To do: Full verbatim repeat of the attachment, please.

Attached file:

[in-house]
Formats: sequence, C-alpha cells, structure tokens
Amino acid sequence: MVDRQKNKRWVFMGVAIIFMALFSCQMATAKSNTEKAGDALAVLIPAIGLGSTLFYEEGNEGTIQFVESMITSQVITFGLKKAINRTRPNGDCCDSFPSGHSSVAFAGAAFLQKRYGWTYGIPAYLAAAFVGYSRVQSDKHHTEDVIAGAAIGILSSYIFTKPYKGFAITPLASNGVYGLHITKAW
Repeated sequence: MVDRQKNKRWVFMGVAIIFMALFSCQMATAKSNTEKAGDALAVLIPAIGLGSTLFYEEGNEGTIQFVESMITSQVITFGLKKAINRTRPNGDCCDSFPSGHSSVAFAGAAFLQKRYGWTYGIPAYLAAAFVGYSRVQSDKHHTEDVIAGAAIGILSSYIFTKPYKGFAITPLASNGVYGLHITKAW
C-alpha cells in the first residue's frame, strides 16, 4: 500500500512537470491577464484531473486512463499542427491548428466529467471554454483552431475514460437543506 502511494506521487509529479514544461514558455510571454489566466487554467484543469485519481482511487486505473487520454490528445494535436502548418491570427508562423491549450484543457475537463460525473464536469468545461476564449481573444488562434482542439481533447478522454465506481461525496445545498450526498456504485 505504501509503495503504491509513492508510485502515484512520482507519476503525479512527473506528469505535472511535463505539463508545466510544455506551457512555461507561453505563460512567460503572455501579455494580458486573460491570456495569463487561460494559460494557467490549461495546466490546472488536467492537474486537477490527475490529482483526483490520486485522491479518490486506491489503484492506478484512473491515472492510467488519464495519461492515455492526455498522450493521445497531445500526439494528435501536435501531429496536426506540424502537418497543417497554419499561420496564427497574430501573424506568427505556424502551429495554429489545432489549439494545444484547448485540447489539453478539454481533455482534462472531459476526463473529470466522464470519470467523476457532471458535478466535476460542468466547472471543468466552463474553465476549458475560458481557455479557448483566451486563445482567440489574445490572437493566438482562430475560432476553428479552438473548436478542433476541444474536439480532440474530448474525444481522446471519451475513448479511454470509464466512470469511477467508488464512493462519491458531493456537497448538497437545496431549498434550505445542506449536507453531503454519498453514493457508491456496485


[in-house]
Formats: sequence, C-alpha cells, structure tokens
Amino acid sequence: MVDRQKNKRWVFMGVAIIFMALFSCQMATAKSNTEKAGDALAVLIPAIGLGSTLFYEEGNEGTIQFVESMITSQVITFGLKKAINRTRPNGDCCDSFPSGHSSVAFAGAAFLQKRYGWTYGIPAYLAAAFVGYSRVQSDKHHTEDVIAGAAIGILSSYIFTKPYKGFAITPLASNGVYGLHITKAW
Repeated sequence: MVDRQKNKRWVFMGVAIIFMALFSCQMATAKSNTEKAGDALAVLIPAIGLGSTLFYEEGNEGTIQFVESMITSQVITFGLKKAINRTRPNGDCCDSFPSGHSSVAFAGAAFLQKRYGWTYGIPAYLAAAFVGYSRVQSDKHHTEDVIAGAAIGILSSYIFTKPYKGFAITPLASNGVYGLHITKAW
C-alpha cells in the first residue's frame, strides 16, 4: 500500500512537470491577464484531473486512463499542427491548428466529467471554454483552431475514460437543506 502511494506521487509529479514544461514558455510571454489566466487554467484543469485519481482511487486505473487520454490528445494535436502548418491570427508562423491549450484543457475537463460525473464536469468545461476564449481573444488562434482542439481533447478522454465506481461525496445545498450526498456504485 505504501509503495503504491509513492508510485502515484512520482507519476503525479512527473506528469505535472511535463505539463508545466510544455506551457512555461507561453505563460512567460503572455501579455494580458486573460491570456495569463487561460494559460494557467490549461495546466490546472488536467492537474486537477490527475490529482483526483490520486485522491479518490486506491489503484492506478484512473491515472492510467488519464495519461492515455492526455498522450493521445497531445500526439494528435501536435501531429496536426506540424502537418497543417497554419499561420496564427497574430501573424506568427505556424502551429495554429489545432489549439494545444484547448485540447489539453478539454481533455482534462472531459476526463473529470466522464470519470467523476457532471458535478466535476460542468466547472471543468466552463474553465476549458475560458481557455479557448483566451486563445482567440489574445490572437493566438482562430475560432476553428479552438473548436478542433476541444474536439480532440474530448474525444481522446471519451475513448479511454470509464466512470469511477467508488464512493462519491458531493456537497448538497437545496431549498434550505445542506449536507453531503454519498453514493457508491456496485